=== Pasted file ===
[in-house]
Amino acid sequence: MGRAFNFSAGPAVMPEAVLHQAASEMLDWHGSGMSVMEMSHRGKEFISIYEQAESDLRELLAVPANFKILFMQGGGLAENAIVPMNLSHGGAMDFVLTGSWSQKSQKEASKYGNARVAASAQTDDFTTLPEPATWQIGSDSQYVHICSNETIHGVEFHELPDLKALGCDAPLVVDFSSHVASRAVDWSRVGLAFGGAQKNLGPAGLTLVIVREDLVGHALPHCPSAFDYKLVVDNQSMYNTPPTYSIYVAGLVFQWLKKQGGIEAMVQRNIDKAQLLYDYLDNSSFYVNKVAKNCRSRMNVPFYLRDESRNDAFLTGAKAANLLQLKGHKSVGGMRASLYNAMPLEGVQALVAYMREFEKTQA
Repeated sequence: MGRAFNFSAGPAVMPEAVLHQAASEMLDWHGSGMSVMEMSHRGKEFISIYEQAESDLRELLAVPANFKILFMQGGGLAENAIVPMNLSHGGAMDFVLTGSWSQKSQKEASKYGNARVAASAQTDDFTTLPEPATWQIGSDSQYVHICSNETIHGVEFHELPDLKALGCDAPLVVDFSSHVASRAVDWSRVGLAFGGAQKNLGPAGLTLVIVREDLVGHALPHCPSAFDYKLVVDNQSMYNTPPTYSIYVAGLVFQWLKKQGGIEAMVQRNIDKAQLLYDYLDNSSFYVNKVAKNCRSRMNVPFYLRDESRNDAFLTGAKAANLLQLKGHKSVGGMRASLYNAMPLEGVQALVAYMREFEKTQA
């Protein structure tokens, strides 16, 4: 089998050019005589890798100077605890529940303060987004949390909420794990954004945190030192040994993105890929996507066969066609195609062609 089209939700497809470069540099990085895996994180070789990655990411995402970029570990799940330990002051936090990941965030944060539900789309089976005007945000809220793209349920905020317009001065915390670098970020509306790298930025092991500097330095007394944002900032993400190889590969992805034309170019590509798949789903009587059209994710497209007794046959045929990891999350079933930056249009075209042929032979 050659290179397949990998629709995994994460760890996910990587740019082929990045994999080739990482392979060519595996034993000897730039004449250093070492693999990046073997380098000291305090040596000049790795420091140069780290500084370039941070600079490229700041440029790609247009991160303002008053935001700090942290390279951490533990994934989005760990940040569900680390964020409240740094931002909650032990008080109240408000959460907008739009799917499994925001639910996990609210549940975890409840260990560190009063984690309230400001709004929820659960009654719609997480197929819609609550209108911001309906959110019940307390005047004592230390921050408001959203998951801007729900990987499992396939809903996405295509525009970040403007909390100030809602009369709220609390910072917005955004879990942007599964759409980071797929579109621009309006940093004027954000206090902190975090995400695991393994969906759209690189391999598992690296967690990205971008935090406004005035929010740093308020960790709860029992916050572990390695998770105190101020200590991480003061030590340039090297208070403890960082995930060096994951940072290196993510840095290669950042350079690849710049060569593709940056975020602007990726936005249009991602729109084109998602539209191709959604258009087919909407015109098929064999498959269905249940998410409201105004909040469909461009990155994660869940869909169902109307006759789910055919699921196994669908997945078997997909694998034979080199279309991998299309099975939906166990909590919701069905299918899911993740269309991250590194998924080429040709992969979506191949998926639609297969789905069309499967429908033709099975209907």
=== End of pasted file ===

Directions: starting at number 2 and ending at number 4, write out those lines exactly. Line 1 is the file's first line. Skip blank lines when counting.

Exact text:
Amino acid sequence: MGRAFNFSAGPAVMPEAVLHQAASEMLDWHGSGMSVMEMSHRGKEFISIYEQAESDLRELLAVPANFKILFMQGGGLAENAIVPMNLSHGGAMDFVLTGSWSQKSQKEASKYGNARVAASAQTDDFTTLPEPATWQIGSDSQYVHICSNETIHGVEFHELPDLKALGCDAPLVVDFSSHVASRAVDWSRVGLAFGGAQKNLGPAGLTLVIVREDLVGHALPHCPSAFDYKLVVDNQSMYNTPPTYSIYVAGLVFQWLKKQGGIEAMVQRNIDKAQLLYDYLDNSSFYVNKVAKNCRSRMNVPFYLRDESRNDAFLTGAKAANLLQLKGHKSVGGMRASLYNAMPLEGVQALVAYMREFEKTQA
Repeated sequence: MGRAFNFSAGPAVMPEAVLHQAASEMLDWHGSGMSVMEMSHRGKEFISIYEQAESDLRELLAVPANFKILFMQGGGLAENAIVPMNLSHGGAMDFVLTGSWSQKSQKEASKYGNARVAASAQTDDFTTLPEPATWQIGSDSQYVHICSNETIHGVEFHELPDLKALGCDAPLVVDFSSHVASRAVDWSRVGLAFGGAQKNLGPAGLTLVIVREDLVGHALPHCPSAFDYKLVVDNQSMYNTPPTYSIYVAGLVFQWLKKQGGIEAMVQRNIDKAQLLYDYLDNSSFYVNKVAKNCRSRMNVPFYLRDESRNDAFLTGAKAANLLQLKGHKSVGGMRASLYNAMPLEGVQALVAYMREFEKTQA
């Protein structure tokens, strides 16, 4: 089998050019005589890798100077605890529940303060987004949390909420794990954004945190030192040994993105890929996507066969066609195609062609 089209939700497809470069540099990085895996994180070789990655990411995402970029570990799940330990002051936090990941965030944060539900789309089976005007945000809220793209349920905020317009001065915390670098970020509306790298930025092991500097330095007394944002900032993400190889590969992805034309170019590509798949789903009587059209994710497209007794046959045929990891999350079933930056249009075209042929032979 050659290179397949990998629709995994994460760890996910990587740019082929990045994999080739990482392979060519595996034993000897730039004449250093070492693999990046073997380098000291305090040596000049790795420091140069780290500084370039941070600079490229700041440029790609247009991160303002008053935001700090942290390279951490533990994934989005760990940040569900680390964020409240740094931002909650032990008080109240408000959460907008739009799917499994925001639910996990609210549940975890409840260990560190009063984690309230400001709004929820659960009654719609997480197929819609609550209108911001309906959110019940307390005047004592230390921050408001959203998951801007729900990987499992396939809903996405295509525009970040403007909390100030809602009369709220609390910072917005955004879990942007599964759409980071797929579109621009309006940093004027954000206090902190975090995400695991393994969906759209690189391999598992690296967690990205971008935090406004005035929010740093308020960790709860029992916050572990390695998770105190101020200590991480003061030590340039090297208070403890960082995930060096994951940072290196993510840095290669950042350079690849710049060569593709940056975020602007990726936005249009991602729109084109998602539209191709959604258009087919909407015109098929064999498959269905249940998410409201105004909040469909461009990155994660869940869909169902109307006759789910055919699921196994669908997945078997997909694998034979080199279309991998299309099975939906166990909590919701069905299918899911993740269309991250590194998924080429040709992969979506191949998926639609297969789905069309499967429908033709099975209907």